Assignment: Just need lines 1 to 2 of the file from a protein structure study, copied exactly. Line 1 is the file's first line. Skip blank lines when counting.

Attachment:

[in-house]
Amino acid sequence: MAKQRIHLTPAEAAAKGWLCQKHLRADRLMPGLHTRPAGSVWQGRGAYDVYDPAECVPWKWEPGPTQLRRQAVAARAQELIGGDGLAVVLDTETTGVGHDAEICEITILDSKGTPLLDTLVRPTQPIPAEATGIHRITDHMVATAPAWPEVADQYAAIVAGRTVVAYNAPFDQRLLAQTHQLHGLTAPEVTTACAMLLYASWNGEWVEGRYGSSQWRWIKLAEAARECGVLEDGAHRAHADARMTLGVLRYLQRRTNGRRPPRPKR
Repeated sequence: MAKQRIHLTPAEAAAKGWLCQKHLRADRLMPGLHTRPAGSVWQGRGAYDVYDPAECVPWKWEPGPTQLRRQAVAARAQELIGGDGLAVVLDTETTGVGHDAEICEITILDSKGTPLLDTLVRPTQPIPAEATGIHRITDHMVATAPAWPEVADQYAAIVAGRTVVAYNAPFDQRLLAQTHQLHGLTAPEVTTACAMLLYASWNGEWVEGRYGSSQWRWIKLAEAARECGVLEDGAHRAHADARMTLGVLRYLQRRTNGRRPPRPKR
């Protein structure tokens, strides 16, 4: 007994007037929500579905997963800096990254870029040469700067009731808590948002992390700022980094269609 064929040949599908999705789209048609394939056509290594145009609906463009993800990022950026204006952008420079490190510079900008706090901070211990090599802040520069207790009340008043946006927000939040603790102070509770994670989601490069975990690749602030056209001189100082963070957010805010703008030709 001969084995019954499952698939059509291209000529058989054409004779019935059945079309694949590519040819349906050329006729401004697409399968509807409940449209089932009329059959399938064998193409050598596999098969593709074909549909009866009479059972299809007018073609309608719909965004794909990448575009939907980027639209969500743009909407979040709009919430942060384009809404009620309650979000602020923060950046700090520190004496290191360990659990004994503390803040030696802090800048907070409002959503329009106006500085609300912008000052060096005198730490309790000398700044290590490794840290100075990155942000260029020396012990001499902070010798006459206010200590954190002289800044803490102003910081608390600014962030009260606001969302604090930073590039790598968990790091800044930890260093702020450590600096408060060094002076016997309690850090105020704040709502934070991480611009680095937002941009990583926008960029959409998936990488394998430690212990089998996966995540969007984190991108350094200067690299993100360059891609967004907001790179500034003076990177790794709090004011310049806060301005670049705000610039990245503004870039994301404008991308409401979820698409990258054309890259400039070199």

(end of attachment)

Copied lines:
[in-house]
Amino acid sequence: MAKQRIHLTPAEAAAKGWLCQKHLRADRLMPGLHTRPAGSVWQGRGAYDVYDPAECVPWKWEPGPTQLRRQAVAARAQELIGGDGLAVVLDTETTGVGHDAEICEITILDSKGTPLLDTLVRPTQPIPAEATGIHRITDHMVATAPAWPEVADQYAAIVAGRTVVAYNAPFDQRLLAQTHQLHGLTAPEVTTACAMLLYASWNGEWVEGRYGSSQWRWIKLAEAARECGVLEDGAHRAHADARMTLGVLRYLQRRTNGRRPPRPKR